Nickel and Dimed

Essay by EssaySwap ContributorCollege, Undergraduate February 2008

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It is not likely that too many people would offer to give up their comfortable lives in the middle class socioeconomic ladder only to see if they could merely survive in the world of hourly wage jobs and possible homelessness. However, Barbara Ehrenreich did just that in the name of research and perhaps at first a little naivety about what exactly she was getting into. Nickle and Dimed gives readers a first-hand look at what it is like to live in poverty. Hard to imagine? Think of third world countries where the people live in hopelessness, almost starving and with poor medical care, now take away the desert climate. That is the bleak picture of how so many Americans live in every city in the country. Is it different for males and females? With welfare reforms many more women are being forced back into the labor market and must struggle to support themselves and their families.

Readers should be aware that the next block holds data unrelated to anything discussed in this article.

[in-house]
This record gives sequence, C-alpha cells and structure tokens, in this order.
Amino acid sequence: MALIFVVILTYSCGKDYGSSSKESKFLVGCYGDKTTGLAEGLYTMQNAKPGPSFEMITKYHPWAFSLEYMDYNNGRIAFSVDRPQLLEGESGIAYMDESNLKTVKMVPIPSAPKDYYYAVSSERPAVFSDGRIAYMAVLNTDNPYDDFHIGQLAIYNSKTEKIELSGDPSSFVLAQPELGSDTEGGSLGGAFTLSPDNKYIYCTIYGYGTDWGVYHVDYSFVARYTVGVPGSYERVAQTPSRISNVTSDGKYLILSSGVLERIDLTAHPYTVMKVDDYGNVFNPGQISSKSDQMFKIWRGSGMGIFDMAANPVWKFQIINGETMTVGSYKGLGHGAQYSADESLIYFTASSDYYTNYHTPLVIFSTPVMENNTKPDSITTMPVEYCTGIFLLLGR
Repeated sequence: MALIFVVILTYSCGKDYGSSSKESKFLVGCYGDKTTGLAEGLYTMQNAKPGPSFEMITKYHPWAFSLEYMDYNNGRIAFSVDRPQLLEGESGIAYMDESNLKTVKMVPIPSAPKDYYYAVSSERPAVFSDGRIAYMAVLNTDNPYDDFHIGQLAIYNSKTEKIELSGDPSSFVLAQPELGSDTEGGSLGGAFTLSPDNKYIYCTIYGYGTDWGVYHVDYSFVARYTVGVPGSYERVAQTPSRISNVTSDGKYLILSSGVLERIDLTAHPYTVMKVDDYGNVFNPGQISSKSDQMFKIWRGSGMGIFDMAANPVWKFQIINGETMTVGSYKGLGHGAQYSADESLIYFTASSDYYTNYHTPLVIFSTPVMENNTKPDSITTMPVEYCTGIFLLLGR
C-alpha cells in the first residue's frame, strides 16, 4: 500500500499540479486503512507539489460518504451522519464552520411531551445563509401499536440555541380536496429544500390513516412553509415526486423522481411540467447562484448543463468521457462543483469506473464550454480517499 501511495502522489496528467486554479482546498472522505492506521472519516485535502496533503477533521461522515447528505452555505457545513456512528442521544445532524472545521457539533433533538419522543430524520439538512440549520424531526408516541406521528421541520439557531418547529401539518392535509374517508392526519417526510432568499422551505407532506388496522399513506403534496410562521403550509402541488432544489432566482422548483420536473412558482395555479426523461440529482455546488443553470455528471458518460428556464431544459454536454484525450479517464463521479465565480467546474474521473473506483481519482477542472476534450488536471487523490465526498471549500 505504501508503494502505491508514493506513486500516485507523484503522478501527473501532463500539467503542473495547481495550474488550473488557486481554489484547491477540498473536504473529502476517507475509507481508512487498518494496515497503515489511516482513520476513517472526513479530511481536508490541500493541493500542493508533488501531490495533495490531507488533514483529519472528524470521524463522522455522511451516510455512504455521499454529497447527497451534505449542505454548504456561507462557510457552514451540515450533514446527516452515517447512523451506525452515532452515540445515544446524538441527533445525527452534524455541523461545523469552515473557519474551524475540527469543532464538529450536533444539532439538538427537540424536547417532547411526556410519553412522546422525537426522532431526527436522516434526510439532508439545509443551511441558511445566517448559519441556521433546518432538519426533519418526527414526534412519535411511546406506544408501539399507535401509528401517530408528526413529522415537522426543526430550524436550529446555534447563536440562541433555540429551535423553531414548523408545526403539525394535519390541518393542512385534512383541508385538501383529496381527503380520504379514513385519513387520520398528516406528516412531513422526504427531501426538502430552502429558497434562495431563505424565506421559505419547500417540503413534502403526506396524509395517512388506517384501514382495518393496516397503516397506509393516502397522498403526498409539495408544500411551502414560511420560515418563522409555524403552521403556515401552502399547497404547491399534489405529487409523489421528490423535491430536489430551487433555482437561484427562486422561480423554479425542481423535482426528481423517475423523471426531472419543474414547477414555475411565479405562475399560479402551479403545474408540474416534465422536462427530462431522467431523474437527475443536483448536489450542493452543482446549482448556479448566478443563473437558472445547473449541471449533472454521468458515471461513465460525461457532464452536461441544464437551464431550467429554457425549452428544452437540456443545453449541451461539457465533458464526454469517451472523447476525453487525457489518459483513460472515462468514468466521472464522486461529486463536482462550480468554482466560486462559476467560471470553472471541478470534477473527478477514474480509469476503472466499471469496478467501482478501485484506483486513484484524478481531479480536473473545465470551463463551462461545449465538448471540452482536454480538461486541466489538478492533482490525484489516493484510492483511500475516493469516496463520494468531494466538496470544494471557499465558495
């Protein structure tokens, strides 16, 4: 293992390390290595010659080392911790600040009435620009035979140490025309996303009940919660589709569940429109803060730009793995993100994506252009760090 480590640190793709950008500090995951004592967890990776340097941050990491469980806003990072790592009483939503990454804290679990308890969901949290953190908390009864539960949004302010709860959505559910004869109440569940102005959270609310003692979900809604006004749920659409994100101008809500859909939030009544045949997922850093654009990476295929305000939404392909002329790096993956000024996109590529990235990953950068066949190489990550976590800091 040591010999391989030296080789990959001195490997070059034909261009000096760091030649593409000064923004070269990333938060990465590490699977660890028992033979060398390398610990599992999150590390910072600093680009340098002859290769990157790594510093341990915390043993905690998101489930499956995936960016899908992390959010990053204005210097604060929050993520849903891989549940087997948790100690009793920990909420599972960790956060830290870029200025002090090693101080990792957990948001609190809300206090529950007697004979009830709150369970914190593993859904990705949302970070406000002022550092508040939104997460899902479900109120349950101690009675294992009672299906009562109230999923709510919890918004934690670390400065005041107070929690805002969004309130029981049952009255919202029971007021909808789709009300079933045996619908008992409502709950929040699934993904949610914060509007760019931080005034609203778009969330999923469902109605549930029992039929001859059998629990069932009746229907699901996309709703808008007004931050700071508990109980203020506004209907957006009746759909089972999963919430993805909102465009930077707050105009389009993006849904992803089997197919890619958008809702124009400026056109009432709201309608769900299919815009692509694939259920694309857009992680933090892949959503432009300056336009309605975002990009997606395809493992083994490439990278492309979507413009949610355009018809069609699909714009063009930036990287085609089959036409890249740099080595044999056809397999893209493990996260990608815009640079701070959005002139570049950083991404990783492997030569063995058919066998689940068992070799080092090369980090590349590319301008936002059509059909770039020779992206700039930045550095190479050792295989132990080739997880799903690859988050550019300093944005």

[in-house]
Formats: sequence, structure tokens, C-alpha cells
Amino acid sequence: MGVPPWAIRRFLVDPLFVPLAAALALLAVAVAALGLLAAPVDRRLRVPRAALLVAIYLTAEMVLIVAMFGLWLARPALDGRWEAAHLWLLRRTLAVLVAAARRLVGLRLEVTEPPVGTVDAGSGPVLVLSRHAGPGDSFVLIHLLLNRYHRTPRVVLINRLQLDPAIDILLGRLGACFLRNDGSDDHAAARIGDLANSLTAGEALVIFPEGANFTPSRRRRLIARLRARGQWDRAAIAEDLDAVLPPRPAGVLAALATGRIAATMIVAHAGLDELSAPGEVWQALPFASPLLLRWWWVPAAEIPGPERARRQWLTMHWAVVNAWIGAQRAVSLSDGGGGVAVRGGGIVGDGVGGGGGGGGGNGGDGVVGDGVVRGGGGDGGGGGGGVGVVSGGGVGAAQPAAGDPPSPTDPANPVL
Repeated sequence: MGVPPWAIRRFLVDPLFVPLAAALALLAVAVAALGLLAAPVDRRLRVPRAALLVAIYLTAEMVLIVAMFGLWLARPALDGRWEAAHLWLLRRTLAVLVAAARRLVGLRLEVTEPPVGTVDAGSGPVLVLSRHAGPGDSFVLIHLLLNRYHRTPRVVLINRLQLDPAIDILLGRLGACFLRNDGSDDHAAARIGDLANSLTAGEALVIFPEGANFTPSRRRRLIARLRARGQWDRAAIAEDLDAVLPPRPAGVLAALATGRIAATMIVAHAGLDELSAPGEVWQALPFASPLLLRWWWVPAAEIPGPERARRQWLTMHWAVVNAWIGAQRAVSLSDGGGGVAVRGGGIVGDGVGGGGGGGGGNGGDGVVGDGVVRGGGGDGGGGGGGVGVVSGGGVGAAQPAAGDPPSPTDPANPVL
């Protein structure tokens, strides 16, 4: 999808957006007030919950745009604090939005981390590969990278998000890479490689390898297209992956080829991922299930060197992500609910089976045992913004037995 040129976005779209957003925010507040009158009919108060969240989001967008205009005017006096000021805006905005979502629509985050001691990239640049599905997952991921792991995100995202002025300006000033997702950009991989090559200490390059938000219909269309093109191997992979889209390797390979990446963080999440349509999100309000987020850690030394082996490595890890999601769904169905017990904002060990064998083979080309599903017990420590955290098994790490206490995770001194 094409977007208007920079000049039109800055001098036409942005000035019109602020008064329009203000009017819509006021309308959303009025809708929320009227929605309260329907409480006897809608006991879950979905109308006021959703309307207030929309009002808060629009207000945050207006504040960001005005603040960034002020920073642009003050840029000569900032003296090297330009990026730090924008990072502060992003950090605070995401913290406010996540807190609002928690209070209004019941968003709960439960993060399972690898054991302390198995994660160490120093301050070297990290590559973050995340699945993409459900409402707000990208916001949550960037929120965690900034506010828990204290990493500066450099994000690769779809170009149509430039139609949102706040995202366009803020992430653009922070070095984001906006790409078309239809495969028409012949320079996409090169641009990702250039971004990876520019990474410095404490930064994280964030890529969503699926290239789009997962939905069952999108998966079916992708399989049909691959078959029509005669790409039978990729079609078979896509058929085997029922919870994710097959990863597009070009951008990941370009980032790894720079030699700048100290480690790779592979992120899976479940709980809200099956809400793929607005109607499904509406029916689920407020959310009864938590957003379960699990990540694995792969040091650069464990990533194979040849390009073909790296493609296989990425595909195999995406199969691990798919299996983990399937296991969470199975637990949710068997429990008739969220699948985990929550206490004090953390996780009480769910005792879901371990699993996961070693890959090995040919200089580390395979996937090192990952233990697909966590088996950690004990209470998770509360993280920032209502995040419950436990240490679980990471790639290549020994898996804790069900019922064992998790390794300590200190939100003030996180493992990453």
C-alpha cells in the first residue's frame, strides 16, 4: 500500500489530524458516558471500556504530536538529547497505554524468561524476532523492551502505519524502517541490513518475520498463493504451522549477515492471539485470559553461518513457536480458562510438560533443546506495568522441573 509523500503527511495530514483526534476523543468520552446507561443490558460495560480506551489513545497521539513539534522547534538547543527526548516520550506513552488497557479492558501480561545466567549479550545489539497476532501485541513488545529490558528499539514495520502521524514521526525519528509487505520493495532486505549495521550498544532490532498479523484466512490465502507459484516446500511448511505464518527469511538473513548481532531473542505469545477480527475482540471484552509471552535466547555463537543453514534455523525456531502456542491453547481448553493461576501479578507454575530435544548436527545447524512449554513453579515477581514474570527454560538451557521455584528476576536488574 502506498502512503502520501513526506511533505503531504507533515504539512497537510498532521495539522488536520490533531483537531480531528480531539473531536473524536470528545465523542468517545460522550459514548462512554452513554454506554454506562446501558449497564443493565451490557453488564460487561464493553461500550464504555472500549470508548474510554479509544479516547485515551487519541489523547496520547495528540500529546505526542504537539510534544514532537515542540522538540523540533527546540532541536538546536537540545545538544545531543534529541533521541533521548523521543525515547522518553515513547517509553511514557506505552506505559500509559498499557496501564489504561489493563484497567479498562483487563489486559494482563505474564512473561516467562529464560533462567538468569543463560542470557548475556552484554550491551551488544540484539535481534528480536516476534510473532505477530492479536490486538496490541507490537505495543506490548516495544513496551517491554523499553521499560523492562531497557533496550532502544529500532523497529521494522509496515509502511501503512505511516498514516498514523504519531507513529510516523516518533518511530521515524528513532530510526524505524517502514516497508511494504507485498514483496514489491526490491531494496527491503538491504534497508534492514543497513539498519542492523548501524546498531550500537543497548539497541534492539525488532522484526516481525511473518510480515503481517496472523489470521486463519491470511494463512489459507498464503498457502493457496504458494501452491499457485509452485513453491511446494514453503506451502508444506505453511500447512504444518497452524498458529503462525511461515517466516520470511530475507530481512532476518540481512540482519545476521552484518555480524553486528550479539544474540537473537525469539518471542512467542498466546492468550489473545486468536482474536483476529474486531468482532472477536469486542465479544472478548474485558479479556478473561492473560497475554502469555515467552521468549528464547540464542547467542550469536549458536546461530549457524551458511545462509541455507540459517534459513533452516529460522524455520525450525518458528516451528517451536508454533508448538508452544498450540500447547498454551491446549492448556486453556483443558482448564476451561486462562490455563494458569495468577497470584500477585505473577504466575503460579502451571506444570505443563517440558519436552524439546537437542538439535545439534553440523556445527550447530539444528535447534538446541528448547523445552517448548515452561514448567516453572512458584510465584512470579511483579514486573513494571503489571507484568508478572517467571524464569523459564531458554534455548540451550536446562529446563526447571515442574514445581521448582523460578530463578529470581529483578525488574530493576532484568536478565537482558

Does this put an extra strain on women in low wage jobs or are the challenges equal for both sexes? Living in poverty is a struggle no matter what sex a person is and although one's experiences may be shaped by what sex he or she is that is to be expected in all aspects of life. Ehrenreich would have had a different experience if she was a man however she did not directly address gender issues in the book but only made subtle hints at what could have been different for the sexes. Gender was an issue in certain aspects of her situation but did not serve as an important topic in the larger picture.

As Ehrenreich took her first job as a waitress it did not take her long to realize that it was the female workers who were busy running around...